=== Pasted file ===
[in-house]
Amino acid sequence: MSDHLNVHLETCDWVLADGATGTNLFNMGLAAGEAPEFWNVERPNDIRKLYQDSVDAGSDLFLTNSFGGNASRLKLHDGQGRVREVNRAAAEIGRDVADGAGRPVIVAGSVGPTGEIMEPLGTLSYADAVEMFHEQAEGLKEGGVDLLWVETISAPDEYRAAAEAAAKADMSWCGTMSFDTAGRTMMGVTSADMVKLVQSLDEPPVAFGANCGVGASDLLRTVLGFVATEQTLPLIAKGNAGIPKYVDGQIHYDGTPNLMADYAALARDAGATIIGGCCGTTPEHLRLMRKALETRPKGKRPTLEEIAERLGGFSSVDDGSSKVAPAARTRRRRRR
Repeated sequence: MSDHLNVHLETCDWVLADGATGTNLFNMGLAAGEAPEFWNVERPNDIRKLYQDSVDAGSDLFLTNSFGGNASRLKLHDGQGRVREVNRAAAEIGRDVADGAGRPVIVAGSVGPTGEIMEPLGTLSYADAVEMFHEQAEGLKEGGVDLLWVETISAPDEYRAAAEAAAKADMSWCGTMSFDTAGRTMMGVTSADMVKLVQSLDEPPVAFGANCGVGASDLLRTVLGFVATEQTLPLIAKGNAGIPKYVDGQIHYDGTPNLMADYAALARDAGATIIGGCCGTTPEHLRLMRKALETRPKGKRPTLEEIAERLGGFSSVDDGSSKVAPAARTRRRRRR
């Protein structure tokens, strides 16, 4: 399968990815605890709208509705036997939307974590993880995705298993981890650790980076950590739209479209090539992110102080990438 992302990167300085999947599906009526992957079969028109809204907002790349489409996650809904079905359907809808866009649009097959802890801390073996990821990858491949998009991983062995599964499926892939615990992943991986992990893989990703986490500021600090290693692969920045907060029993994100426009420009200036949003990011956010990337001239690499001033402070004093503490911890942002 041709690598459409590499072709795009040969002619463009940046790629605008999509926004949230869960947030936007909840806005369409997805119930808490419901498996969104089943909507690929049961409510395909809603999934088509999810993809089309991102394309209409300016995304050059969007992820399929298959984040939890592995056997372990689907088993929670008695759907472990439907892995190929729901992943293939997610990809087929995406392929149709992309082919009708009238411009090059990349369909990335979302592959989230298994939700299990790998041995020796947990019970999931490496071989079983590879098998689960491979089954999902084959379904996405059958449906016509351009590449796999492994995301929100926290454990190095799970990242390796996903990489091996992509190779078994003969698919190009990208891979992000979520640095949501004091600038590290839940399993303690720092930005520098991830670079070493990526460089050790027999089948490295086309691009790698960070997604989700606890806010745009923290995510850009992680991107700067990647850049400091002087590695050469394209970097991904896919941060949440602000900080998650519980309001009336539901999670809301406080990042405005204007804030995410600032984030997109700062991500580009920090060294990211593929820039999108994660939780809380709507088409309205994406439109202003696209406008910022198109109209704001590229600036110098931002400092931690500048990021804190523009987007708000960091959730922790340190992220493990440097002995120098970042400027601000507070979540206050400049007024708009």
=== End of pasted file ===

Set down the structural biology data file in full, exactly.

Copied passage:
[in-house]
Amino acid sequence: MSDHLNVHLETCDWVLADGATGTNLFNMGLAAGEAPEFWNVERPNDIRKLYQDSVDAGSDLFLTNSFGGNASRLKLHDGQGRVREVNRAAAEIGRDVADGAGRPVIVAGSVGPTGEIMEPLGTLSYADAVEMFHEQAEGLKEGGVDLLWVETISAPDEYRAAAEAAAKADMSWCGTMSFDTAGRTMMGVTSADMVKLVQSLDEPPVAFGANCGVGASDLLRTVLGFVATEQTLPLIAKGNAGIPKYVDGQIHYDGTPNLMADYAALARDAGATIIGGCCGTTPEHLRLMRKALETRPKGKRPTLEEIAERLGGFSSVDDGSSKVAPAARTRRRRRR
Repeated sequence: MSDHLNVHLETCDWVLADGATGTNLFNMGLAAGEAPEFWNVERPNDIRKLYQDSVDAGSDLFLTNSFGGNASRLKLHDGQGRVREVNRAAAEIGRDVADGAGRPVIVAGSVGPTGEIMEPLGTLSYADAVEMFHEQAEGLKEGGVDLLWVETISAPDEYRAAAEAAAKADMSWCGTMSFDTAGRTMMGVTSADMVKLVQSLDEPPVAFGANCGVGASDLLRTVLGFVATEQTLPLIAKGNAGIPKYVDGQIHYDGTPNLMADYAALARDAGATIIGGCCGTTPEHLRLMRKALETRPKGKRPTLEEIAERLGGFSSVDDGSSKVAPAARTRRRRRR
């Protein structure tokens, strides 16, 4: 399968990815605890709208509705036997939307974590993880995705298993981890650790980076950590739209479209090539992110102080990438 992302990167300085999947599906009526992957079969028109809204907002790349489409996650809904079905359907809808866009649009097959802890801390073996990821990858491949998009991983062995599964499926892939615990992943991986992990893989990703986490500021600090290693692969920045907060029993994100426009420009200036949003990011956010990337001239690499001033402070004093503490911890942002 041709690598459409590499072709795009040969002619463009940046790629605008999509926004949230869960947030936007909840806005369409997805119930808490419901498996969104089943909507690929049961409510395909809603999934088509999810993809089309991102394309209409300016995304050059969007992820399929298959984040939890592995056997372990689907088993929670008695759907472990439907892995190929729901992943293939997610990809087929995406392929149709992309082919009708009238411009090059990349369909990335979302592959989230298994939700299990790998041995020796947990019970999931490496071989079983590879098998689960491979089954999902084959379904996405059958449906016509351009590449796999492994995301929100926290454990190095799970990242390796996903990489091996992509190779078994003969698919190009990208891979992000979520640095949501004091600038590290839940399993303690720092930005520098991830670079070493990526460089050790027999089948490295086309691009790698960070997604989700606890806010745009923290995510850009992680991107700067990647850049400091002087590695050469394209970097991904896919941060949440602000900080998650519980309001009336539901999670809301406080990042405005204007804030995410600032984030997109700062991500580009920090060294990211593929820039999108994660939780809380709507088409309205994406439109202003696209406008910022198109109209704001590229600036110098931002400092931690500048990021804190523009987007708000960091959730922790340190992220493990440097002995120098970042400027601000507070979540206050400049007024708009």